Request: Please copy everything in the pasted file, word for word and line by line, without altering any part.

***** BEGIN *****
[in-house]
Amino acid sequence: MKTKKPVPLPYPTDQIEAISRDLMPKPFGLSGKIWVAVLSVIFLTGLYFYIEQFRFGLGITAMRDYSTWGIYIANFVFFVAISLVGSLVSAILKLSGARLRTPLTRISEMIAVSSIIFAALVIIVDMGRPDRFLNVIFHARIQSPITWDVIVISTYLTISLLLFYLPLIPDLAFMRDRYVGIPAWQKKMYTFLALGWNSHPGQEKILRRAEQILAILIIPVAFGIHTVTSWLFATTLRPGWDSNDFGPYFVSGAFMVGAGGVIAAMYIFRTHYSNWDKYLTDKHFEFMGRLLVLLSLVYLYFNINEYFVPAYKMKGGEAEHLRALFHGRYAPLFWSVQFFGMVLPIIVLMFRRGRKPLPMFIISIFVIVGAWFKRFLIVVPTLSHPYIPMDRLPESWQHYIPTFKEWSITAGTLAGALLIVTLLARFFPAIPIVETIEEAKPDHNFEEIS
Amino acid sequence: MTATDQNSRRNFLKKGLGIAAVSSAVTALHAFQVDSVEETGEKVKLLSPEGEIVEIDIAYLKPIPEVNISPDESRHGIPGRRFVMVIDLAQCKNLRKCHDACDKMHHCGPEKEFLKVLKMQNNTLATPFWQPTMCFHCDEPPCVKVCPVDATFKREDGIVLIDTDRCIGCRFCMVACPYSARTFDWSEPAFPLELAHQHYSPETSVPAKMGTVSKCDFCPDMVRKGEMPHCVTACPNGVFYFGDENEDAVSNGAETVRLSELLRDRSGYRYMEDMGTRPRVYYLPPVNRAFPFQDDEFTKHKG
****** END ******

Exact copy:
[in-house]
Amino acid sequence: MKTKKPVPLPYPTDQIEAISRDLMPKPFGLSGKIWVAVLSVIFLTGLYFYIEQFRFGLGITAMRDYSTWGIYIANFVFFVAISLVGSLVSAILKLSGARLRTPLTRISEMIAVSSIIFAALVIIVDMGRPDRFLNVIFHARIQSPITWDVIVISTYLTISLLLFYLPLIPDLAFMRDRYVGIPAWQKKMYTFLALGWNSHPGQEKILRRAEQILAILIIPVAFGIHTVTSWLFATTLRPGWDSNDFGPYFVSGAFMVGAGGVIAAMYIFRTHYSNWDKYLTDKHFEFMGRLLVLLSLVYLYFNINEYFVPAYKMKGGEAEHLRALFHGRYAPLFWSVQFFGMVLPIIVLMFRRGRKPLPMFIISIFVIVGAWFKRFLIVVPTLSHPYIPMDRLPESWQHYIPTFKEWSITAGTLAGALLIVTLLARFFPAIPIVETIEEAKPDHNFEEIS
Amino acid sequence: MTATDQNSRRNFLKKGLGIAAVSSAVTALHAFQVDSVEETGEKVKLLSPEGEIVEIDIAYLKPIPEVNISPDESRHGIPGRRFVMVIDLAQCKNLRKCHDACDKMHHCGPEKEFLKVLKMQNNTLATPFWQPTMCFHCDEPPCVKVCPVDATFKREDGIVLIDTDRCIGCRFCMVACPYSARTFDWSEPAFPLELAHQHYSPETSVPAKMGTVSKCDFCPDMVRKGEMPHCVTACPNGVFYFGDENEDAVSNGAETVRLSELLRDRSGYRYMEDMGTRPRVYYLPPVNRAFPFQDDEFTKHKG